Why I'm Not Worried About Yoga Mat Chemicals in My Food

Several fast food chains are scrambling to reformulate their bread recipes following a consumer protest. But will this really make fast food any healthier? Nutrition Diva tackles the chemical controversy.

Monica Reinagel, MS, LD/N, CNS
5-minute read
Episode #272

Is There Rubber in Your Sandwich?

The fact that a food additive has other industrial uses has absolutely no bearing on anything.

One of the ways that this blogger got everyone so excited was to point out that azodicarbonamide is also used in the production of foam-rubber yoga mats and sneaker soles. Does this mean that we're eating rubber? Of course not. In fact, we're not even eating azodicarbonamide, because it breaks down into other compounds long before it reaches us. If you stop and think about it, the fact that this food additive has other industrial uses has absolutely no bearing on anything.

Of course, when you can instantly add your name to an online petition, the whole "stopping-and-thinking" process gets a little short-changed.

Why Is This Chemical in our Food?

Let's try to put the image of that blogger tearing a bite off of her yoga mat out of our minds, set aside our irrational chemophobia, and take more level-headed look at this chemical. Why is it in our food and how much harm is it doing?

Given their slavish attention to the bottom line, food companies generally only use ingredients that serve some sort of purpose. The purpose of adding azodicarbonamide to flour is to enhance gluten formation and make bread doughs rise better. Eliminating this ingredient will probably result in a slightly denser, less "springy" bread. It might also slightly change the color of the bread. Depending on how much you like super-fluffy, super-white bread, these advantages may or may not be that important to you.

How Dangerous Is Azodicarbonamide?

So much for the pros. What are the cons? The World Health Organization warns that azodicarbonamide as potentially dangerous when inhaled. But this only applies to workers who manufacture or handle large amounts of the raw material. As a food additive, azodicarbonamide may only be used in tiny amounts, accounting for no more than .0045% of treated flour.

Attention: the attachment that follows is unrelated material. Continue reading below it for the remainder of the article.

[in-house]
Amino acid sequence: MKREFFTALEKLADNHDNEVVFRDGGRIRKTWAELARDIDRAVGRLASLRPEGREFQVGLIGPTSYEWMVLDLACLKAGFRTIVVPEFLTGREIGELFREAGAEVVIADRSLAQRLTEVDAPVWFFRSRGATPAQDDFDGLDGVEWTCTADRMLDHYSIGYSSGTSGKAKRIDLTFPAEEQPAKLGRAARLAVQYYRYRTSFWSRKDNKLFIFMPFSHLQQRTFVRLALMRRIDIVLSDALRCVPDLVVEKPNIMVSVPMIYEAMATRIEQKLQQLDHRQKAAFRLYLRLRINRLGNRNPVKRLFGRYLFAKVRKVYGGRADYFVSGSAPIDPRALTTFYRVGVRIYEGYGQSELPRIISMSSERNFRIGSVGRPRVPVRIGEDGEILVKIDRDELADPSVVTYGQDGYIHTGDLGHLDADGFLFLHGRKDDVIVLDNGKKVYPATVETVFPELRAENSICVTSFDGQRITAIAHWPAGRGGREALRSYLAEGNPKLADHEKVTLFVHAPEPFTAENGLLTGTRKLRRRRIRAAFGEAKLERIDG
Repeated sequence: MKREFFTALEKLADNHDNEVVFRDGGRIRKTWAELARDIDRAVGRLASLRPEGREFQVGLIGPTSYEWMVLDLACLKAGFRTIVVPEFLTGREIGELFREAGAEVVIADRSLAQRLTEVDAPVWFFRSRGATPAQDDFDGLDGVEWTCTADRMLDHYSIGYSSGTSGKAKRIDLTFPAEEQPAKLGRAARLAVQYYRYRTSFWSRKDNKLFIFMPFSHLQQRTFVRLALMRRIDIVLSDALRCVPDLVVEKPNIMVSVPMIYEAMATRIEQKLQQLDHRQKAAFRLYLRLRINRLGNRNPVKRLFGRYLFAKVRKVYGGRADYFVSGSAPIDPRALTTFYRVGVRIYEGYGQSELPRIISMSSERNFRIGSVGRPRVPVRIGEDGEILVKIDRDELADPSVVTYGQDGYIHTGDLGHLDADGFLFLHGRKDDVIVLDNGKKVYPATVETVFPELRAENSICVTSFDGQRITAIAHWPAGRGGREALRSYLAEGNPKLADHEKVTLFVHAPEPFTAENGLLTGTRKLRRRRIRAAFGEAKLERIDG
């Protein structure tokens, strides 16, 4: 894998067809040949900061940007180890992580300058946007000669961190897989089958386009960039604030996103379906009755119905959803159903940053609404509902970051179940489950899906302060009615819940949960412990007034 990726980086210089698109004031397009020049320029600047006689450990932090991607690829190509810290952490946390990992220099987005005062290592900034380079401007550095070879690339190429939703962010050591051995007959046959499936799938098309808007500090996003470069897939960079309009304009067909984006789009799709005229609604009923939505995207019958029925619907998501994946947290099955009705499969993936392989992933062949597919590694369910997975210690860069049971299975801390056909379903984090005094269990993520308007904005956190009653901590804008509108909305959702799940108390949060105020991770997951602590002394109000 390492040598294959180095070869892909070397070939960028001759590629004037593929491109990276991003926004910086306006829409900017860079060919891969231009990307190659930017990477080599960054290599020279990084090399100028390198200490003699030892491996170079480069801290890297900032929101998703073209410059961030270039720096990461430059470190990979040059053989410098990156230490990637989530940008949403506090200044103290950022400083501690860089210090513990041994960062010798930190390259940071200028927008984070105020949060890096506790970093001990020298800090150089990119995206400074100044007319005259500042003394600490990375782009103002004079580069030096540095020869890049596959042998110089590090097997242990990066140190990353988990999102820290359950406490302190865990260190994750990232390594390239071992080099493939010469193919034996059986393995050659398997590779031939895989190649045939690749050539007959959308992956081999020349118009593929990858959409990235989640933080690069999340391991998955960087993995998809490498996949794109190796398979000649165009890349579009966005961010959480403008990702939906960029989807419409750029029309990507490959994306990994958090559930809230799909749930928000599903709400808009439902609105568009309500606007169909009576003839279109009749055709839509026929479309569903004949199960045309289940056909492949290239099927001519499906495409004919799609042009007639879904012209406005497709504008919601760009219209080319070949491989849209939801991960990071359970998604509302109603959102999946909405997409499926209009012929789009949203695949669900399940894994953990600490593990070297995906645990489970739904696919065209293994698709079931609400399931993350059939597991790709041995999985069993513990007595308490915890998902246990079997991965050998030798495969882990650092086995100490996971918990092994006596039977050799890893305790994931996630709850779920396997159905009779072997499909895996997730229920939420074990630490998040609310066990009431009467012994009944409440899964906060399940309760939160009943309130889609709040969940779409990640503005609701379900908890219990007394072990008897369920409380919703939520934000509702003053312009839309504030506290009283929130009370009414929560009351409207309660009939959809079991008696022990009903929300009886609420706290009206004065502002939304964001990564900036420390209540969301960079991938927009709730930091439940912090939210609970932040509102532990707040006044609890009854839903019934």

Besides, as I said earlier, you don't actually ingest any azodicarbonamide when you eat bread made with it. During the mixing process, it breaks down into a compound called biurea, a compound that is readily excreted from the body. Other by-products include semicarbazide and ethyl carbamate.

Ethyl carbamate was formerly used as a medicine until it was discovered to cause cancer in rats. Although it's not used as an ingredient in foods, it is a natural by-product of yeast fermentation. Accordingly, you'll find trace amounts of ethyl carbamate in almost all wine, beer, whiskey, soy sauce, and breads (whether or not they are made with azodicarbonamide). Ethyl carbamate cannot be completely eliminated from these foods but efforts are being made to limit consumer exposure.

Although there is some concern about the total amount of ethyl carbamate that people might be exposed to from all the different dietary sources, the primary source for most people is alcoholic beverages. Consider it one more reason to enjoy alcohol in moderation or not at all.

But, let's get back to the protest against Subway. It's true that using azodicarbonamide as a dough strengthener increases the amount of ethyl carbamate you're getting. But removing it wouldn't completely eliminate your exposure. And here's the real point I want to make:

Removing Azodicarbonamide Doesn't Make Fast Food Healthy

Americans gave been eating fast food sandwiches made with azodicarbonamide for years. If you don't eat that stuff very often, I doubt you have anything to worry about. And if you do eat a lot of fast food sandwiches, I'd venture to say that azodicarbonamide is probably the least of your concerns. Take this chemical out of fast food and what do you have left? Food that's still low nutrients and high in sugar, salt, and unhealthy fats.

If you're really concerned about your health, I suggest skipping the fast food joints altogether and making make more of your food at home, using whole foods. How about we try to eat less white bread and more fruits and vegetables? Let's make our peace with the fact that eating real food sometimes costs more and/or takes more time but is well worth the investment.

But above all, let's not waste our consumer power tilting at windmills and yoga mats. I think our energy and passion would be better spent pushing for meaningful reform of the Farm Bill, for example, or improving school lunch programs and nutrition curricula in our schools.

And now it's your turn: Tell me what you think about this whole controversy and whether my arguments make sense to you. I look forward to hearing from you!

Additional Reading

Curing Chemophobia, by Michelle Francl for Slate Magazine.

Eight Toxic Foods: A Little Chemical Education, by Derek Lowe for Corante

Dangerous food and food crime scene images courtesy of Shutterstock.


About the Author

Monica Reinagel, MS, LD/N, CNS

Monica Reinagel is a board-certified licensed nutritionist, author, and the creator of one of iTunes' most highly ranked health and fitness podcasts. Her advice is regularly featured on the TODAY show, Dr. Oz, NPR, and in the nation's leading newspapers, magazines, and websites. Do you have a nutrition question? Call the Nutrition Diva listener line at 443-961-6206. Your question could be featured on the show.